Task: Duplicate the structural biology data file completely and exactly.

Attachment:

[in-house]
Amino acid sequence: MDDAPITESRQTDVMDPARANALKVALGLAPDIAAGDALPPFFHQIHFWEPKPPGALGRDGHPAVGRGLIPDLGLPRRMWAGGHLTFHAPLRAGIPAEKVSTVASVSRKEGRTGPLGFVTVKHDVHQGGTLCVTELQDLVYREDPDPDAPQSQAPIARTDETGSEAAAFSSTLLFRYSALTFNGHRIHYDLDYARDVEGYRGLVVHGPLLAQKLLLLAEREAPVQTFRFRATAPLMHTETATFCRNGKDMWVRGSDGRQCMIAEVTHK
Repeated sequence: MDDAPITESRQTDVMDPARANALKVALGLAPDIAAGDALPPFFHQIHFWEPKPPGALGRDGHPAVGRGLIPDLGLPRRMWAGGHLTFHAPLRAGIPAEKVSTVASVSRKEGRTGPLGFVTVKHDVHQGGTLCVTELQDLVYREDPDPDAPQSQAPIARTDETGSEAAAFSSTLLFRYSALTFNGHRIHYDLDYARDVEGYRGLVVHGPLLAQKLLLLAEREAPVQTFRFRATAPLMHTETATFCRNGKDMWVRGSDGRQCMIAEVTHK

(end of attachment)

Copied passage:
[in-house]
Amino acid sequence: MDDAPITESRQTDVMDPARANALKVALGLAPDIAAGDALPPFFHQIHFWEPKPPGALGRDGHPAVGRGLIPDLGLPRRMWAGGHLTFHAPLRAGIPAEKVSTVASVSRKEGRTGPLGFVTVKHDVHQGGTLCVTELQDLVYREDPDPDAPQSQAPIARTDETGSEAAAFSSTLLFRYSALTFNGHRIHYDLDYARDVEGYRGLVVHGPLLAQKLLLLAEREAPVQTFRFRATAPLMHTETATFCRNGKDMWVRGSDGRQCMIAEVTHK
Repeated sequence: MDDAPITESRQTDVMDPARANALKVALGLAPDIAAGDALPPFFHQIHFWEPKPPGALGRDGHPAVGRGLIPDLGLPRRMWAGGHLTFHAPLRAGIPAEKVSTVASVSRKEGRTGPLGFVTVKHDVHQGGTLCVTELQDLVYREDPDPDAPQSQAPIARTDETGSEAAAFSSTLLFRYSALTFNGHRIHYDLDYARDVEGYRGLVVHGPLLAQKLLLLAEREAPVQTFRFRATAPLMHTETATFCRNGKDMWVRGSDGRQCMIAEVTHK